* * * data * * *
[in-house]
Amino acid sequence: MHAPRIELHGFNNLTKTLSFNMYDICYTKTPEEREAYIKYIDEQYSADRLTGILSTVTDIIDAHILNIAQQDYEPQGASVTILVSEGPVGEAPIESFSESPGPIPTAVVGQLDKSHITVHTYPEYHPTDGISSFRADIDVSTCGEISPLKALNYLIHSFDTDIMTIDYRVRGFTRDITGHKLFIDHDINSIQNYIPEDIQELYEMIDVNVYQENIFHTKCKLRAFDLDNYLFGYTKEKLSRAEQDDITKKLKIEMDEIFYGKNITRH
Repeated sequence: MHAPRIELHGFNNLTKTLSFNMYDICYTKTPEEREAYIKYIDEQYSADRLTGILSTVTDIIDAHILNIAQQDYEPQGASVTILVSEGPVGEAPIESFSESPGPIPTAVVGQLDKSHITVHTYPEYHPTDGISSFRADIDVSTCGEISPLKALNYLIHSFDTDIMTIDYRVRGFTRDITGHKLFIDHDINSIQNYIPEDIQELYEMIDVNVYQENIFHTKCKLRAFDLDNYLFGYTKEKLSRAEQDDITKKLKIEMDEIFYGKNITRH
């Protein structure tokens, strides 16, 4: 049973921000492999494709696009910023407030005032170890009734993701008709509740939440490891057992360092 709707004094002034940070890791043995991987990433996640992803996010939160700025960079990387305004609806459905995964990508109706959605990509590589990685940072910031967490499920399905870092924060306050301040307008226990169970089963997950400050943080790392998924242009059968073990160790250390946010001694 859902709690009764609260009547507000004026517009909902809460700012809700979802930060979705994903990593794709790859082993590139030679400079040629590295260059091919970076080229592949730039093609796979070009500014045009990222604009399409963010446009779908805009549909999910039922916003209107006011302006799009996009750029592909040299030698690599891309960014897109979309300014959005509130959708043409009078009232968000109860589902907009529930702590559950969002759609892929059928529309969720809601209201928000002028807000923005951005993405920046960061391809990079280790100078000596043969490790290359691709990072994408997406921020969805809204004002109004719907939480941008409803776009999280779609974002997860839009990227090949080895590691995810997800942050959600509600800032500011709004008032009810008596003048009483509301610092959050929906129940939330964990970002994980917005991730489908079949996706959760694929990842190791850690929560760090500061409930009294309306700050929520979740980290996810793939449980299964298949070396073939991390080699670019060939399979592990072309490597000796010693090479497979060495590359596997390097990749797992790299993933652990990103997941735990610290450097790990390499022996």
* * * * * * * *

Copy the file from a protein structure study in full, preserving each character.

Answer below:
[in-house]
Amino acid sequence: MHAPRIELHGFNNLTKTLSFNMYDICYTKTPEEREAYIKYIDEQYSADRLTGILSTVTDIIDAHILNIAQQDYEPQGASVTILVSEGPVGEAPIESFSESPGPIPTAVVGQLDKSHITVHTYPEYHPTDGISSFRADIDVSTCGEISPLKALNYLIHSFDTDIMTIDYRVRGFTRDITGHKLFIDHDINSIQNYIPEDIQELYEMIDVNVYQENIFHTKCKLRAFDLDNYLFGYTKEKLSRAEQDDITKKLKIEMDEIFYGKNITRH
Repeated sequence: MHAPRIELHGFNNLTKTLSFNMYDICYTKTPEEREAYIKYIDEQYSADRLTGILSTVTDIIDAHILNIAQQDYEPQGASVTILVSEGPVGEAPIESFSESPGPIPTAVVGQLDKSHITVHTYPEYHPTDGISSFRADIDVSTCGEISPLKALNYLIHSFDTDIMTIDYRVRGFTRDITGHKLFIDHDINSIQNYIPEDIQELYEMIDVNVYQENIFHTKCKLRAFDLDNYLFGYTKEKLSRAEQDDITKKLKIEMDEIFYGKNITRH
């Protein structure tokens, strides 16, 4: 049973921000492999494709696009910023407030005032170890009734993701008709509740939440490891057992360092 709707004094002034940070890791043995991987990433996640992803996010939160700025960079990387305004609806459905995964990508109706959605990509590589990685940072910031967490499920399905870092924060306050301040307008226990169970089963997950400050943080790392998924242009059968073990160790250390946010001694 859902709690009764609260009547507000004026517009909902809460700012809700979802930060979705994903990593794709790859082993590139030679400079040629590295260059091919970076080229592949730039093609796979070009500014045009990222604009399409963010446009779908805009549909999910039922916003209107006011302006799009996009750029592909040299030698690599891309960014897109979309300014959005509130959708043409009078009232968000109860589902907009529930702590559950969002759609892929059928529309969720809601209201928000002028807000923005951005993405920046960061391809990079280790100078000596043969490790290359691709990072994408997406921020969805809204004002109004719907939480941008409803776009999280779609974002997860839009990227090949080895590691995810997800942050959600509600800032500011709004008032009810008596003048009483509301610092959050929906129940939330964990970002994980917005991730489908079949996706959760694929990842190791850690929560760090500061409930009294309306700050929520979740980290996810793939449980299964298949070396073939991390080699670019060939399979592990072309490597000796010693090479497979060495590359596997390097990749797992790299993933652990990103997941735990610290450097790990390499022996």